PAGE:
Prof David Brown
Principal Research Fellow
Neuro, Physiology & Pharmacology
Div of Biosciences
- Joined UCL
- 15th Oct 2004
Many neurotransmitters in the brain target receptors that couple to G proteins (G protein-coupled receptors, or GPCRs) and alter nerve cell activity indirectly by modifying the function of endogenous ion channels in the nerve cell membrane. We are interested in the mechanisms whereby GPCRs regulate ion channel activity and the consequences this has for nerve cell activity. Much of our work is directed toward studying the regulation of Kv7 potassium channels. This is a small (5-member) family of potassium channel subunits which are strikingly prone to spontaneous mutations that generate human cardiac and neural disorders. Four of these subunits (Kv7.2 to 7.5) are present in nerve cells and constitute a long-established potassium channel known as the M-channelâ (see Brown Adams, 1980: Nature, 283, 673-676). These channels are closed by activating GPCRs that couple to the Gq class of G-proteins (for example, M1 and M3 muscarinic acetylcholine receptors (mAChRs), or groups 1 and 5 metabotropic glutamate receptors), with a consequential increase in neural excitability. Channel closure through M1 mAChR activation results from membrane phosphatidyl-4,5-bisphosphate (PIP2) hydrolysis and consequent depletion of PIP2 (since the channels require PIP2 to open (see Delmas Brown, 2005: Nat.Revs. Neurosci., 2005: 6, 850-862). We have been studying the gating and molecular targetting of Kv7 channels by PIP2 (see Telezhkin et al, 2013:.J Gen Physiol 140:41-53; Pflugers Arch. 465:945-953).
A kinetic model for PIP2 gating of M-type Kv7 channels can be seen at: https://www.ucl.ac.uk/biosciences/departments/npp/people/dab/kcnq-kinetic-model
· Dr. Steve Marsh
· Dr. Alexander K. Filippov (Honorary Research Associate)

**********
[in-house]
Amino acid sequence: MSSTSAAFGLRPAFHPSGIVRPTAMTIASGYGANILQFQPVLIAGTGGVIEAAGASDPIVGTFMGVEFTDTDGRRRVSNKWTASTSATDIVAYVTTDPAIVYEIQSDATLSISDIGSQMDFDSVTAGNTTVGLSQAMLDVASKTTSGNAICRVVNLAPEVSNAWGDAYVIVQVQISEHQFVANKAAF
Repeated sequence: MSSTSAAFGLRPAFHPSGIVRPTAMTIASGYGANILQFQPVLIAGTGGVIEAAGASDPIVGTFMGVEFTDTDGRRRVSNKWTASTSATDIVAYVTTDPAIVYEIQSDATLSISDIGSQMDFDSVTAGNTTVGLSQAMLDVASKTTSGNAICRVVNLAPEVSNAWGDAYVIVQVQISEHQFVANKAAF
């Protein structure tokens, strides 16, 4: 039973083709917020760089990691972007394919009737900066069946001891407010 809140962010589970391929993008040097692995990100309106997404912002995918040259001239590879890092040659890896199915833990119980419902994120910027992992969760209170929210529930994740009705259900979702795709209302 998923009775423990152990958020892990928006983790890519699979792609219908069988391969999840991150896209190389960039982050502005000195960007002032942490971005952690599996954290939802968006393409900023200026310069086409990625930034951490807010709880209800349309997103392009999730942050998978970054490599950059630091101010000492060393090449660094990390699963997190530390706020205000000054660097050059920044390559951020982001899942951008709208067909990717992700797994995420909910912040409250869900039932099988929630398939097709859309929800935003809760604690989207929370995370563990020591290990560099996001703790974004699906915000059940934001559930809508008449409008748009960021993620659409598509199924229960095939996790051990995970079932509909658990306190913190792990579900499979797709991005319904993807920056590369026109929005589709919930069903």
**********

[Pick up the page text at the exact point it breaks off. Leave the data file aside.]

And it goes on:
· Dr. Vselovod Telezhkin (Visiting Research Associate)
Deceased lab members.
Dr. James Halliwell. James was a much-valued member of our laboratories from 1968 to 1971 and from 1978 to 1990, and continued to share labs with us from 2003 until his death on March 7th 2012. His obituary, with recollections by some of his colleagues, may be seen on the Physiological Society’s website at http://www.physoc.org/obituary-notices (search 2012).
Dr. Alexander Selyanko. Alex was another highly-respected and long-standing member of our laboratory from 1983-4 and from1991until his death on September 23rd, 2001. His obituary is on pages 33-34 in the Spring 2002 issue of Physiology News at http://www.physoc.org/magazine
- St Bartholomews Hospital
- PhD, Pharmacology | 1961
BiographyProfessor David A. Brown FIBiol, FRS joined the department in April 1987 and served as Head of Department from October 1987 to April 2002. He graduated from University College with a BSc degree in Chemistry, Zoology and Physiology, followed by Special Physiology, and from St Bartholomew's Hospital Medical College with a PhD in Pharmacology. Prior to coming to UCL he was Wellcome Professor of Pharmacology at the School of Pharmacy. He has also held visiting professorships in the Universities of Chicago, Iowa and Texas, and the University of Kanazawa (Japan), and has been a Fogarty Scholar-in-Residence at the National Institutes of Health in the United States. He was elected FRS in 1990 and was awarded the Feldberg Prize in 1992. He is past editor-in-chief of the British Journal of Pharmacology, and has served on the editorial boards of many other journals, including the Journal of Physiology, Neuron, Trends in Neuroscience and Proceedings of the Royal Society.
Symposium. In July 2013 a Symposium on Ion Channel Regulation and Neuronal Physiology, organized by Dr. Mala M. Shah (UCL SoP) and Professor Trevor Smart (UCL,NPP), and sponsored by the Physiological and British Pharmacological Societies, was held at the Royal Society to celebrate David Brown’s research career. A report of this meeting in Physiology News (Winter 2013, page 17) can be viewed at http://www.physoc.org/magazine